JMM-Compare – How can realistic transport scenarios for energy transport networks be generated fast?
JMM-Compare – Comparison of Joint-Market ModelsProject Leader: Prof. Dr. Jörg Rambau
Contact: Prof. Dr. Jörg Rambau
Project start: 2017/04/01 Project end: 2018/01/31
- TenneT (Bayreuth)
- Andrea Kraus (Master-Studentin)
Energy providers need to adapt to various demand and supply scenarios. Especially difficult to predict are the supplies coming from regenerative sources like wind power plants, since the weather has a strong influence on the energy produced. In contrast to this, demands can be predicted at a higher accuracy. The actions of all the energy providers and customers together induce a certain energy transport scenario for which any energy network must provide a safe infrastructur. Thus, any manager of an energy network (like the company TenneT, with whom the Lehrstuhl Wirtschaftsmathematik cooperates in this project) needs to be able to model the possible energy transport scenarios as accurately as possible. The main task in this master's thesis project is to accelerate the computation of energy transport scenarios by tighter models.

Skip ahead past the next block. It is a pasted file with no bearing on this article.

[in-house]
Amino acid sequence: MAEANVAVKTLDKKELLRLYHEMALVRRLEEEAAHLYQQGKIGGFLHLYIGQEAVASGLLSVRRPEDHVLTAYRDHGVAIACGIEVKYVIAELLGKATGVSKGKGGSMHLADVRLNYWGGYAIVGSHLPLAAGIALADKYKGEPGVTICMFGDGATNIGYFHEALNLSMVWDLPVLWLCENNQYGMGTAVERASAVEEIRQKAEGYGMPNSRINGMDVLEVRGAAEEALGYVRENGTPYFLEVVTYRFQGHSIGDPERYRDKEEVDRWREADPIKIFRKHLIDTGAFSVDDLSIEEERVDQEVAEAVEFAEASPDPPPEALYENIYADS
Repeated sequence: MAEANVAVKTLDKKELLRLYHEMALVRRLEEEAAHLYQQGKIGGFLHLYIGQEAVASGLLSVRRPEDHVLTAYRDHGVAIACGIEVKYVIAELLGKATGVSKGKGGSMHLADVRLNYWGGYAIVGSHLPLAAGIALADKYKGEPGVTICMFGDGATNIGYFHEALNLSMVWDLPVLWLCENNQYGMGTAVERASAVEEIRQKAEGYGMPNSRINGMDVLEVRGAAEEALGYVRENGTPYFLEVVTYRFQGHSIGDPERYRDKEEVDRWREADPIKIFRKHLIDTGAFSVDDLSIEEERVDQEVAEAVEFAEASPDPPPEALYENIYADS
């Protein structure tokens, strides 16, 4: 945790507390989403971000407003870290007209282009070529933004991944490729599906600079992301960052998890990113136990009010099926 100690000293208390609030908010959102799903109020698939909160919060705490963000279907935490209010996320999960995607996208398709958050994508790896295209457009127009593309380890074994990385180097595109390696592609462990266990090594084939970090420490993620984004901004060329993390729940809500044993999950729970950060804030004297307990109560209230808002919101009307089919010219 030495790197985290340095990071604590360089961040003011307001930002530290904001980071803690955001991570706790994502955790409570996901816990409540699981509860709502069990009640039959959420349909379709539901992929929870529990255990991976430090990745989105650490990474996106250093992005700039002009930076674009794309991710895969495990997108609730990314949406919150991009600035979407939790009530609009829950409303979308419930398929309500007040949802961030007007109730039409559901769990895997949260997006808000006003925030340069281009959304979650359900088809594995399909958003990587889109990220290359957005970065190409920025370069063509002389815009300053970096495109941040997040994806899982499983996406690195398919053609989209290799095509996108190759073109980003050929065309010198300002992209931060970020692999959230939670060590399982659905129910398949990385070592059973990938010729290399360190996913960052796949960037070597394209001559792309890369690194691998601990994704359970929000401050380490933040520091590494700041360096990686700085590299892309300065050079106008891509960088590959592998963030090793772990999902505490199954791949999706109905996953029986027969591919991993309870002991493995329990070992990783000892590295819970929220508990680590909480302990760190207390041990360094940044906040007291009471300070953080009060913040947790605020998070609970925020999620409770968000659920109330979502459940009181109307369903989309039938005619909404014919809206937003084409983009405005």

Contribution to the Mission of MODUS
Energy transport scenarios are modeled in the literatur by large mathematical optimization problems, the so-called Joint-Market Models (JMM). Many approaches use Mixed-Integer Linear Programming Models (MILP), based on so-called Unit Commitment Problems (UCP) that represent the cost optimal operation of power plants under technical side constraints. The formal modeling uses binary variables for switching on and of certain components and continuous variables for adjustable power deliveries. Side constraints in these variables conprise, e.g., minimal up- and down-times as well as capacities as well as minimal and maximal output power.
In this Master's thesis project, three modeling modifications for the JMM have been evaluated: A tighter formulation of the unit commitment restrictions, a Dantzig-Wolfe decomposition with single-unit power schedules as columns, and a Dantzig-Wolfe decomposition with single-timeslot power distributions as columns. In small-scale examples it could be seen that the Dantzig-Wolfe decomposition with single-timeslot power distributions as columns led to the tightest root relaxation. Thus, this modeling modification should be chosen as the next research object. The question to answer next are: how can the pricing problem (deriving promising single-timeslot power distributions) be solved as efficiently as possible, and which branching rules are the fastest in the master problem (deriving a power distribution over time that is feasible)?